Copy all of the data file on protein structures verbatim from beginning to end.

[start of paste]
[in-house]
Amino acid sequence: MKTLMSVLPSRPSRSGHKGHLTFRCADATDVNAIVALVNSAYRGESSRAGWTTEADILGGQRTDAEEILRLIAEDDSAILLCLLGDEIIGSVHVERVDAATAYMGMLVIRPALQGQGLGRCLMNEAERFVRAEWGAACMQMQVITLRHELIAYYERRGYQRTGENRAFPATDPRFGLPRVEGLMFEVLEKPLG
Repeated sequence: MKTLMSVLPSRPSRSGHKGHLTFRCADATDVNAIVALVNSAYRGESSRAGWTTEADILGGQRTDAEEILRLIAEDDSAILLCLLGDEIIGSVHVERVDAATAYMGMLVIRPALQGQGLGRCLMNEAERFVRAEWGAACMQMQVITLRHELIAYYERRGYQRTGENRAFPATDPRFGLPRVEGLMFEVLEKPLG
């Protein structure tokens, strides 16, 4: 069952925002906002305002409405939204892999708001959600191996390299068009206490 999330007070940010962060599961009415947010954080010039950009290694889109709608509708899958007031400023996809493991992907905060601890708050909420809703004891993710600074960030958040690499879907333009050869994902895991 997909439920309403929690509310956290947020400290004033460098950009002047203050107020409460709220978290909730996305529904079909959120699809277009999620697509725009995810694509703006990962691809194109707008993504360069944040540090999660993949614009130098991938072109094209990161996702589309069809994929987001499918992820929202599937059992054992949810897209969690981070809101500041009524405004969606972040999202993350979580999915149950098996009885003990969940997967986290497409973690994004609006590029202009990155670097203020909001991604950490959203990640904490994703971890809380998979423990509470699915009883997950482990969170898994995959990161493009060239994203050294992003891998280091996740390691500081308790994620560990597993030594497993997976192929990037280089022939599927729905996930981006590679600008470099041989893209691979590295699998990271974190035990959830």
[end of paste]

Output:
[in-house]
Amino acid sequence: MKTLMSVLPSRPSRSGHKGHLTFRCADATDVNAIVALVNSAYRGESSRAGWTTEADILGGQRTDAEEILRLIAEDDSAILLCLLGDEIIGSVHVERVDAATAYMGMLVIRPALQGQGLGRCLMNEAERFVRAEWGAACMQMQVITLRHELIAYYERRGYQRTGENRAFPATDPRFGLPRVEGLMFEVLEKPLG
Repeated sequence: MKTLMSVLPSRPSRSGHKGHLTFRCADATDVNAIVALVNSAYRGESSRAGWTTEADILGGQRTDAEEILRLIAEDDSAILLCLLGDEIIGSVHVERVDAATAYMGMLVIRPALQGQGLGRCLMNEAERFVRAEWGAACMQMQVITLRHELIAYYERRGYQRTGENRAFPATDPRFGLPRVEGLMFEVLEKPLG
């Protein structure tokens, strides 16, 4: 069952925002906002305002409405939204892999708001959600191996390299068009206490 999330007070940010962060599961009415947010954080010039950009290694889109709608509708899958007031400023996809493991992907905060601890708050909420809703004891993710600074960030958040690499879907333009050869994902895991 997909439920309403929690509310956290947020400290004033460098950009002047203050107020409460709220978290909730996305529904079909959120699809277009999620697509725009995810694509703006990962691809194109707008993504360069944040540090999660993949614009130098991938072109094209990161996702589309069809994929987001499918992820929202599937059992054992949810897209969690981070809101500041009524405004969606972040999202993350979580999915149950098996009885003990969940997967986290497409973690994004609006590029202009990155670097203020909001991604950490959203990640904490994703971890809380998979423990509470699915009883997950482990969170898994995959990161493009060239994203050294992003891998280091996740390691500081308790994620560990597993030594497993997976192929990037280089022939599927729905996930981006590679600008470099041989893209691979590295699998990271974190035990959830």